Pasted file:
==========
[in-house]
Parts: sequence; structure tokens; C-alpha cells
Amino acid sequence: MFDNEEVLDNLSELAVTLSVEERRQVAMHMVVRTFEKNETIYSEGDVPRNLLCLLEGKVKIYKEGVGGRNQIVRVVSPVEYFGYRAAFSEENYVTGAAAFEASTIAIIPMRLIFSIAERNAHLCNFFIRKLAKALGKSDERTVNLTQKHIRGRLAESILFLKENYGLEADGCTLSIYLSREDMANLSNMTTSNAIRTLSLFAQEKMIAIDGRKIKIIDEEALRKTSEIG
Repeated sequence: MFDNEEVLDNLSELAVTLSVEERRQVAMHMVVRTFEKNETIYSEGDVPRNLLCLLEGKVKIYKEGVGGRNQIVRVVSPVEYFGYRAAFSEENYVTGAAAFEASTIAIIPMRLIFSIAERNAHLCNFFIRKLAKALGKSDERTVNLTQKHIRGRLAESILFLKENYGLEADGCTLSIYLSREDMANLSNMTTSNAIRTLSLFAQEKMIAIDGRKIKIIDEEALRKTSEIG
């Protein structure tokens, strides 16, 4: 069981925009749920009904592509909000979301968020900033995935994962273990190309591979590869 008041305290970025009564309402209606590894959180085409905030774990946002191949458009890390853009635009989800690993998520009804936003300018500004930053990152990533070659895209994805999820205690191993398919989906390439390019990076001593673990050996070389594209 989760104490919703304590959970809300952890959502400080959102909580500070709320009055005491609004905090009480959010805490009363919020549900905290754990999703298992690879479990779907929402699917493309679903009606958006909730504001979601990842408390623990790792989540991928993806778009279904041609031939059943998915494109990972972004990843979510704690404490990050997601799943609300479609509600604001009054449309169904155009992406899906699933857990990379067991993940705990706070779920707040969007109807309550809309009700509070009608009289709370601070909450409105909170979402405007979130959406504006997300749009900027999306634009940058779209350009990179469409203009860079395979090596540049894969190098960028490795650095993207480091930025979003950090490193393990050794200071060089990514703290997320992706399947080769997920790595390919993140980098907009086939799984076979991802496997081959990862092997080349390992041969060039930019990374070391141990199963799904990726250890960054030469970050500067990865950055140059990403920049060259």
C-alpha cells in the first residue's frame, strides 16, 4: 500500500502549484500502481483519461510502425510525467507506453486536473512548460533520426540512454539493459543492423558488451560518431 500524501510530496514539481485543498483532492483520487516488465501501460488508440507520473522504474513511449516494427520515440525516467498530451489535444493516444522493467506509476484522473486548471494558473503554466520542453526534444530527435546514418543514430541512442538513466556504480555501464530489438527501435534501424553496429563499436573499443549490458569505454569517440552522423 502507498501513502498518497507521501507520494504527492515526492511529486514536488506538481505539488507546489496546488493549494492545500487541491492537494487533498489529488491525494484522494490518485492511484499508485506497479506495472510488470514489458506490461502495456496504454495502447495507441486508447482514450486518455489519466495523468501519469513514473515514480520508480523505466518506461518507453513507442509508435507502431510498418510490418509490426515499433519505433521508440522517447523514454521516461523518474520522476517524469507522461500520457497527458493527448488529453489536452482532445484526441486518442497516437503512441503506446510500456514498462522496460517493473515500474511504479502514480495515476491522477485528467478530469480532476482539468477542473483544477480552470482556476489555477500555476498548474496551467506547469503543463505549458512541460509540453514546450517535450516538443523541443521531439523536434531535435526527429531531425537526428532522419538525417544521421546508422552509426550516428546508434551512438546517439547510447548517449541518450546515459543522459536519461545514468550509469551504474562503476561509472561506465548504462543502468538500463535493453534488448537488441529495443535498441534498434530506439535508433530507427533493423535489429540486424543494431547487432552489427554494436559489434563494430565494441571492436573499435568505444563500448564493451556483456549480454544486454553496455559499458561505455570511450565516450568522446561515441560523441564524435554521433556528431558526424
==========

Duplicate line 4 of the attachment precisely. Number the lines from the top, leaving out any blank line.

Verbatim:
Repeated sequence: MFDNEEVLDNLSELAVTLSVEERRQVAMHMVVRTFEKNETIYSEGDVPRNLLCLLEGKVKIYKEGVGGRNQIVRVVSPVEYFGYRAAFSEENYVTGAAAFEASTIAIIPMRLIFSIAERNAHLCNFFIRKLAKALGKSDERTVNLTQKHIRGRLAESILFLKENYGLEADGCTLSIYLSREDMANLSNMTTSNAIRTLSLFAQEKMIAIDGRKIKIIDEEALRKTSEIG